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Young Jeezy Goes for Broke on Forceful 'Recession'

Young Jeezy's raspy rough voice delivers the doom and gloom news on his third CD.
Young Jeezy's raspy rough voice delivers the doom and gloom news on his third CD. (X/x)
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By Chris Richards
Special to The Washington Post
Tuesday, September 2, 2008

Take an MRI of Young Jeezy's throat and you might find loose gravel, shards of glass or a misplaced set of Ginsu knives. Since his 2005 debut, the Atlanta rapper's serrated rasp has billowed into a larynx-flaying roar, swollen syllables erupting from his mouth the way flames burst from an exploding building.

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So when Jeezy announced that his third album, "The Recession," would offer a candid portrait of America's damaged psyche, it made perfect sense. Who better to narrate the woes of surging gas prices, a dysfunctional health-care system and perpetual warfare than someone whose vocal cords sound like they've suffered the worst of it? And while "The Recession" is a few tracks too bloated to make it 2008's "What's Going On," it still captures an incredible hulk of a rapper brilliantly embracing his "Dark Knight" sensibilities, delivering gloom and boom in a voice that refuses to be downsized.

"I think Bush is tryna punish us," Jeezy scowls on "Crazy World," a tune about an economy that has put the rapper in a tight (yet uniquely American) spot where empathy and avarice intersect. "Light bill, phone bill, plus my granny's nerve pills," he groans, rattling off his expenses. ". . . I want a new Bentley, my auntie need a kidney."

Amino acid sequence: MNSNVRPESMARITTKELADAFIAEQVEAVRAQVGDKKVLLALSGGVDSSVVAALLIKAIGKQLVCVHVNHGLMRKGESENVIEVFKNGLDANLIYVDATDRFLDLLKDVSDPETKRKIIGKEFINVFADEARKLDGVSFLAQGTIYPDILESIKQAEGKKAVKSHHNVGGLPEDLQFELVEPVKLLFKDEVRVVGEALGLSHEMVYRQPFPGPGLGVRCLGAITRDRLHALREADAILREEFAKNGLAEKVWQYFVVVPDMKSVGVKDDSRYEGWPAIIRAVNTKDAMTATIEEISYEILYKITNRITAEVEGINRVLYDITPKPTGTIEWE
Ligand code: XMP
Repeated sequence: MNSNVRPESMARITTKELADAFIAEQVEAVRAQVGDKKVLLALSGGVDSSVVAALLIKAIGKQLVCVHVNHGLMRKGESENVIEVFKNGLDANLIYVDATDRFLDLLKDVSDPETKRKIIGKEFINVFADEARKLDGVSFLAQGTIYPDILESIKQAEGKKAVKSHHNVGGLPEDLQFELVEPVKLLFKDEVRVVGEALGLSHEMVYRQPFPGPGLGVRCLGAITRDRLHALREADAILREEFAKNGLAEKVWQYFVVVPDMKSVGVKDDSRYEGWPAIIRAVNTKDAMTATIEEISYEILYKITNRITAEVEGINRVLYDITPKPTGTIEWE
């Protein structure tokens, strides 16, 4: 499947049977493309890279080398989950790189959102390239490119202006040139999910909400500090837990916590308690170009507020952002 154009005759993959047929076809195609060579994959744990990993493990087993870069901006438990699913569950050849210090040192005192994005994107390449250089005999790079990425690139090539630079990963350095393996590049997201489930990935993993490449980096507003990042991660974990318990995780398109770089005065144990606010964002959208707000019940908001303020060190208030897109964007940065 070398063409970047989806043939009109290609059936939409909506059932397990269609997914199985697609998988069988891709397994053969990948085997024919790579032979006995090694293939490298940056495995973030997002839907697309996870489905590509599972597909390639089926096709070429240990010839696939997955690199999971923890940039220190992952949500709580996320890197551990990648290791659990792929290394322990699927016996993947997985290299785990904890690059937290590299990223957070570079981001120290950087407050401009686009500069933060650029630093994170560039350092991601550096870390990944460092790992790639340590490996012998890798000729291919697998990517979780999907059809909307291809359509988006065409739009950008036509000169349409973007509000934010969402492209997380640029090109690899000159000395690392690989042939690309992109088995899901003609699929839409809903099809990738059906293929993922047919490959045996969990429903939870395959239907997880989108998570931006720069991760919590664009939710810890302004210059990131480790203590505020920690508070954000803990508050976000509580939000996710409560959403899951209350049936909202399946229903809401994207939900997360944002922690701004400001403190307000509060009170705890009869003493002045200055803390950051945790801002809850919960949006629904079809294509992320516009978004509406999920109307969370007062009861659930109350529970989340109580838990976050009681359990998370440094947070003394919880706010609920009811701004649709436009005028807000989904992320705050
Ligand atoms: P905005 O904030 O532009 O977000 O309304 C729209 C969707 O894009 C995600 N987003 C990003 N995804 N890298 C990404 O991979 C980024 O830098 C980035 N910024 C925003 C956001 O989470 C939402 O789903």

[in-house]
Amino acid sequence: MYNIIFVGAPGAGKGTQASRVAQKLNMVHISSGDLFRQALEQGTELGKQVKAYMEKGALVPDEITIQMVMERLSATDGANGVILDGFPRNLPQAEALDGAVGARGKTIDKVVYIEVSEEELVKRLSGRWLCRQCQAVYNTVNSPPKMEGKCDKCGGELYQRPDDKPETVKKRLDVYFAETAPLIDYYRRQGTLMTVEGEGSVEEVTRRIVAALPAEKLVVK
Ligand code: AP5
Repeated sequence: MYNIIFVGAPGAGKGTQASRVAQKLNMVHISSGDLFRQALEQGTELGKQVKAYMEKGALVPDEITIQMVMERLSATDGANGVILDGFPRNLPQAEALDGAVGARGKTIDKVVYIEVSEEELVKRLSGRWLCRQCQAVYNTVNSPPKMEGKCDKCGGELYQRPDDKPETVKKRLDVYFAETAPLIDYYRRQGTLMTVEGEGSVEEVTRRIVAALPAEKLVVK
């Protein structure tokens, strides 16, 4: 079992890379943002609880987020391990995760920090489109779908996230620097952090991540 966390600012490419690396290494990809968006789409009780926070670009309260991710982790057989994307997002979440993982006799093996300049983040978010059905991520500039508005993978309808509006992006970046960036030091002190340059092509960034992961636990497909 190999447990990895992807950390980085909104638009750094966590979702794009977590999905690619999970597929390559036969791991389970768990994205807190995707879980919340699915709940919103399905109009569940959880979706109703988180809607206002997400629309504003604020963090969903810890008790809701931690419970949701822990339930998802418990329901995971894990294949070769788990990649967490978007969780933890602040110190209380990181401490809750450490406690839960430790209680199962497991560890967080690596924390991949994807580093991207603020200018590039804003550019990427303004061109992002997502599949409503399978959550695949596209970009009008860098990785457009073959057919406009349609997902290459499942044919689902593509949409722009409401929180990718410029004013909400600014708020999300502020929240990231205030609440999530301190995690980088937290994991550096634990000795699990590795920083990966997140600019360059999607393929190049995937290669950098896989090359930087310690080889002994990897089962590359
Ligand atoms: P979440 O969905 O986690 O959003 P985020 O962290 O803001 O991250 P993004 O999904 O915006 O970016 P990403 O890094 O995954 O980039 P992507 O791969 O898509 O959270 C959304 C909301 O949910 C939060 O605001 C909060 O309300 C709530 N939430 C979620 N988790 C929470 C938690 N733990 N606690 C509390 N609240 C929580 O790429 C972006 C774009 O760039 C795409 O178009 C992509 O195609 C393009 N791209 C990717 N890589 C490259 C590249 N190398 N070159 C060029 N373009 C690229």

And with these colossal gripes come colossal beats -- backing tracks that eschew synth sizzle and 808 thump for soprano shrieks and timpani thunder. "Who Dat" elevates this turgid soundscape to almost anarchic levels -- the drums sound like Godzilla chasing Mothra down Atlanta's I-75 freeway.

Yet Jeezy's sheer forcefulness turns out to be his greatest weakness. He seems to relish pummeling our eardrums into Silly Putty and insists on doing the job alone. Until Lil Boosie pops up for a sneering guest verse 13 tracks in, Jeezy's is the only voice to be heard.

But, like a cartoon snowball rolling down a cartoon mountainside, "The Recession" builds exponentially. The thrills start to swell with "Circulate," a tune that samples Billy Paul's 1975 ode to Gerald Ford-era stagflation, "Let the Dollar Circulate." Jeezy gives a quick shout-out to Washington's go-go scene before playing mockingbird with Paul's chorus: "Inflation's getting higher, makes it harder on the buyer." Later, the rapper grouses from inside an empty safe, wondering if his diamond-encrusted watch was "a bad investment." This isn't the bling-guilt Kanye West espoused with "Diamonds From Sierra Leone" -- just good ol' American buyer's remorse.

Mr. West himself shows up later to add auto-tuned levity to the radio hit "Put On," a song where Jeezy pushes the disc toward its melodramatic apogee.

But "The Recession" reaches its climax in the final five minutes with "My President" and its guttural, giddy accolades for Barack Obama. "My president is black," Jeezy bellows on the hook, ditching the minor-key dysphoria for synthesizer sunbeams. "We're ready for damn change, so y'all let the man shine." The Democratic presidential nominee might not rush to embrace such an endorsement, but his campaign surely dreams of a finale as triumphant as what Jeezy achieves here.

Now somebody pass this man a lozenge.

DOWNLOAD THESE:"My President," "Put On," "Crazy World," "Circulate"


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